The UK’s economy shrank by more than previously thought in the final quarter of 2011, according to official figures.

Gross domestic product (GDP) - a broad measure for the total economy - declined by 0.3 per cent, the Office for National Statistics (ONS) said, downwardly revised from previous estimates of 0.2 per cent.

The ONS said there had been a slight decline in the powerhouse services sector, which had initially thought to have been flat, while household spending was also worse than previously thought.

The third and final estimate from the ONS means the UK economy entered 2012 in a worse position than previously thought.

However, most economists think the UK will avoid another recession - defined as two quarters of back-to-back contraction - by returning to growth in the first quarter of 2012 after stronger industry data in recent months.

The economy is still expected to remain sluggish and lacklustre for the first half of the year at least, as households continue to be squeezed by rising unemployment and as pay fails to keep pace with the rising cost of living.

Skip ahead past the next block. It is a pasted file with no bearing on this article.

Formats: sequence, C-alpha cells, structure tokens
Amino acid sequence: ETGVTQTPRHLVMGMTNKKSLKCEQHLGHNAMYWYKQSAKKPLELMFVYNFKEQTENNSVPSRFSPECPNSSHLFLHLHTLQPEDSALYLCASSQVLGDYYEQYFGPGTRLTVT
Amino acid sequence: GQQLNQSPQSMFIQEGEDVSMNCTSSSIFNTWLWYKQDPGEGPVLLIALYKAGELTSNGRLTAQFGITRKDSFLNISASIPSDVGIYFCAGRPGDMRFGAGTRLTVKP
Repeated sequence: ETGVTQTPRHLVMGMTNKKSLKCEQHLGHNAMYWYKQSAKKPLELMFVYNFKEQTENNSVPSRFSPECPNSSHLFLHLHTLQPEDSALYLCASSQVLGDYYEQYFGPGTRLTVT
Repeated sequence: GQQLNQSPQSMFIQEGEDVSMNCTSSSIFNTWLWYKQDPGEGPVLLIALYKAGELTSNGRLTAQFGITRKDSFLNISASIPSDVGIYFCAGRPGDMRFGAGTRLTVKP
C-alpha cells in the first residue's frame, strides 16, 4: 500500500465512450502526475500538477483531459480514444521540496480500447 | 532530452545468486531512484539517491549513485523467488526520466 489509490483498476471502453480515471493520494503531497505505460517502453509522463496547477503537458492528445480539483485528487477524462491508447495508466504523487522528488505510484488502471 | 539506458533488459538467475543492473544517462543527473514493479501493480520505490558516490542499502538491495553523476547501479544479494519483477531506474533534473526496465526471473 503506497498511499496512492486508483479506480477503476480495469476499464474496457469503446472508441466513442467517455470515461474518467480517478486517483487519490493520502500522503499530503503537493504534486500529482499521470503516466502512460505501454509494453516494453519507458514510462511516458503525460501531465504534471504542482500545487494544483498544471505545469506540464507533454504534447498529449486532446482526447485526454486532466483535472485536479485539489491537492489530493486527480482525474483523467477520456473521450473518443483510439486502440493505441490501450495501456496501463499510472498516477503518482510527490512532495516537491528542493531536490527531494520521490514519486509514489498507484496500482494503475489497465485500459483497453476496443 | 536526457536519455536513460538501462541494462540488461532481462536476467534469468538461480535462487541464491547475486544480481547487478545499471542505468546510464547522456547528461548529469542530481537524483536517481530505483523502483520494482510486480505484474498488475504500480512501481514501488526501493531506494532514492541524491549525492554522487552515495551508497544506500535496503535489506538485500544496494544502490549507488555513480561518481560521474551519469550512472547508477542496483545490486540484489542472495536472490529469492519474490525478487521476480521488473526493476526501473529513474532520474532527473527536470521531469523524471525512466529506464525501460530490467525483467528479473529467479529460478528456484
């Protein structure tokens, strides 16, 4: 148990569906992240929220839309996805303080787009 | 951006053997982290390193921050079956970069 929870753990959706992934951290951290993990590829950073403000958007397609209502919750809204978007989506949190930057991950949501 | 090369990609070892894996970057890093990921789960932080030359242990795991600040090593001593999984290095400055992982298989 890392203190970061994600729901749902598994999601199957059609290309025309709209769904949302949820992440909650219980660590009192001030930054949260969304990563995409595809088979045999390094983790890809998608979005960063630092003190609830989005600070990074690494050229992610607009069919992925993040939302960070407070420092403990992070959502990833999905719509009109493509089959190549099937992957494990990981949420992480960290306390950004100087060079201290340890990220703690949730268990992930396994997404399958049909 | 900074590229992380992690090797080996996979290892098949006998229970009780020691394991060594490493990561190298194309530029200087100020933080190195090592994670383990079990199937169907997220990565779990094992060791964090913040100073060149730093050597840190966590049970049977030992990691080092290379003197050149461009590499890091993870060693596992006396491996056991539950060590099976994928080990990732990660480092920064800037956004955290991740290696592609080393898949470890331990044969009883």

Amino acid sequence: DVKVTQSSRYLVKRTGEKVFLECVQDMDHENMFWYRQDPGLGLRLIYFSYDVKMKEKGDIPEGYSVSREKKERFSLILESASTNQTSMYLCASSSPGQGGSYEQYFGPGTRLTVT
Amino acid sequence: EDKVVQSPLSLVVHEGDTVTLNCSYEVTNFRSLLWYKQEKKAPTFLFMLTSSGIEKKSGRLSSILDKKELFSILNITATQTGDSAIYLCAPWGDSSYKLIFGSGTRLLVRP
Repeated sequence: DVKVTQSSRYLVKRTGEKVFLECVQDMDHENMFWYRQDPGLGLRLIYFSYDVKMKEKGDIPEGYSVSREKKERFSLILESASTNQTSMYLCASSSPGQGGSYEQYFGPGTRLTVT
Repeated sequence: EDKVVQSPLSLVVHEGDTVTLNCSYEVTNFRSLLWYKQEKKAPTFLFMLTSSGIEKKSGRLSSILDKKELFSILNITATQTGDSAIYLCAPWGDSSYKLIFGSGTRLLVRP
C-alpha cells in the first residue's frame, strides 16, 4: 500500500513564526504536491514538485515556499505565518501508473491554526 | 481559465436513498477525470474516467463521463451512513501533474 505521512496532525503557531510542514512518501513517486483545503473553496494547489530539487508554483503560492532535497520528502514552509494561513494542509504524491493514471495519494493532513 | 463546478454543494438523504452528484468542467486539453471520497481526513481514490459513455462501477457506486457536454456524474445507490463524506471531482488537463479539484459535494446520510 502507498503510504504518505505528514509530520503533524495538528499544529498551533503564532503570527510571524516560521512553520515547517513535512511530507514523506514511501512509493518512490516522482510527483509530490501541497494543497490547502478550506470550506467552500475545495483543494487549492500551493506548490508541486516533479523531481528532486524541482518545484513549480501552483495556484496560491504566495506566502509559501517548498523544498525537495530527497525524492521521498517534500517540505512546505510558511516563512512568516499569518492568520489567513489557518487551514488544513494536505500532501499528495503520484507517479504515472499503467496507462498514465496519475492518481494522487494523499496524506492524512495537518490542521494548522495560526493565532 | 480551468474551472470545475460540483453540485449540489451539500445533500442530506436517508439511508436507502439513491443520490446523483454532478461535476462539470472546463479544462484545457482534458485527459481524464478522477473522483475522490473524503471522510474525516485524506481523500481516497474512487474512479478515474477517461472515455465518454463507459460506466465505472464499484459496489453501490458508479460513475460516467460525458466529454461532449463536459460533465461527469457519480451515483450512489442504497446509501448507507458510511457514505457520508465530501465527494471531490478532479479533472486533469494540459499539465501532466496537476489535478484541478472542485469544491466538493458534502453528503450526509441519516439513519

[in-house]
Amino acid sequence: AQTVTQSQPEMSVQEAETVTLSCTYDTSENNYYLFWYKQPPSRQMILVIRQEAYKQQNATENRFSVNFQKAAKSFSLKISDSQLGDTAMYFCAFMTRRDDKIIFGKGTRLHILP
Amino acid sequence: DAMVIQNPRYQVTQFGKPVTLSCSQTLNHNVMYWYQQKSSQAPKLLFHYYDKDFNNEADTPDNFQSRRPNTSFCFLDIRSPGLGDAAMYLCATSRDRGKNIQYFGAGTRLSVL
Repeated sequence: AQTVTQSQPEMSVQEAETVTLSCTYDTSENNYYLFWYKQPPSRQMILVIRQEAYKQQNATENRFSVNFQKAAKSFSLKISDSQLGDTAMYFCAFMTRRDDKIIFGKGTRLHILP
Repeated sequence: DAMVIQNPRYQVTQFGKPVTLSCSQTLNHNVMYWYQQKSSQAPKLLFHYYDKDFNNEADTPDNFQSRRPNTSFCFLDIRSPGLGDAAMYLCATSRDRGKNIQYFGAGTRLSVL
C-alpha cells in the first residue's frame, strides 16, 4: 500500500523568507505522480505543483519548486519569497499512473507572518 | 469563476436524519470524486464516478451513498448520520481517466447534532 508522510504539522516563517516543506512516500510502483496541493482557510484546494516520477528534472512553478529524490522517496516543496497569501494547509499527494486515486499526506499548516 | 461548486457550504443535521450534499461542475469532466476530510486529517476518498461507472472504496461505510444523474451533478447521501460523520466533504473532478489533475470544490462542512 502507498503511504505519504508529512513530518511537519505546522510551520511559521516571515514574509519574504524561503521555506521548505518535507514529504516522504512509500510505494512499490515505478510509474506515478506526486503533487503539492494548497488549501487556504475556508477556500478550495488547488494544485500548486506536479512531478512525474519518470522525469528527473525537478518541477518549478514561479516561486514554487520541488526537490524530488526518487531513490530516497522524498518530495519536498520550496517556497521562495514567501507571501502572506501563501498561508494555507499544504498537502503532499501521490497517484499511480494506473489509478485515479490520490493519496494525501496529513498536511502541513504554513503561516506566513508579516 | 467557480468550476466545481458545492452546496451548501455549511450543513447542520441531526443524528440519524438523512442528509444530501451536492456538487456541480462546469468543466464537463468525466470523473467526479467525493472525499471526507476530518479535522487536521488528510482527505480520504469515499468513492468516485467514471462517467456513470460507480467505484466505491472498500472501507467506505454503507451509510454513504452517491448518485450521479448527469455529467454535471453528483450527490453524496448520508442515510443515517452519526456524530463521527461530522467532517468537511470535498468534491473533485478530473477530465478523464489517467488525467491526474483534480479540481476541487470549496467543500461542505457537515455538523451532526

The UK’s overall growth for 2011 as a whole was revised down to just 0.7 per cent, having previously been thought to be 0.8 per cent, and way below long-term growth trends.

The Government’s independent watchdog, the Office for Budget Responsibility, estimates growth of just 0.8 per cent for 2012.

Howard Archer, economist at IHS Global Insight, said: “The sharper than previously reported drop in GDP in the fourth quarter of 2011 is obviously disappointing but it does not fundamentally change the story of an economy that saw fitful and muted overall growth in 2011, with a relapse in activity at the end of the year.

“Attention is now firmly focused on whether the economy has returned to growth in the first quarter - and, if it has, can it build on this in still difficult conditions?”

The fall in GDP in the final quarter of 2011 was largely driven by falling business investment, while the production sector, which includes manufacturing, declined 1.3 per cent, although this was slightly better than previously thought. The construction sector also contracted.

But the big change in today’s reading was that the powerhouse services sector, which accounts for the bulk of the economy and includes consumer spending, declined by 0.1 per cent, having previously been thought to be flat.

Household spending returned to growth in the final quarter of the year, but was still one percentage point lower than a year ago.

Vicky Redwood, chief economist at Capital Economics, said: “It looks as though the economy has managed to expand in the first quarter of 2012.

“Nonetheless, we still think that there are a number of reasons to doubt that the recovery can maintain the recent acceleration.”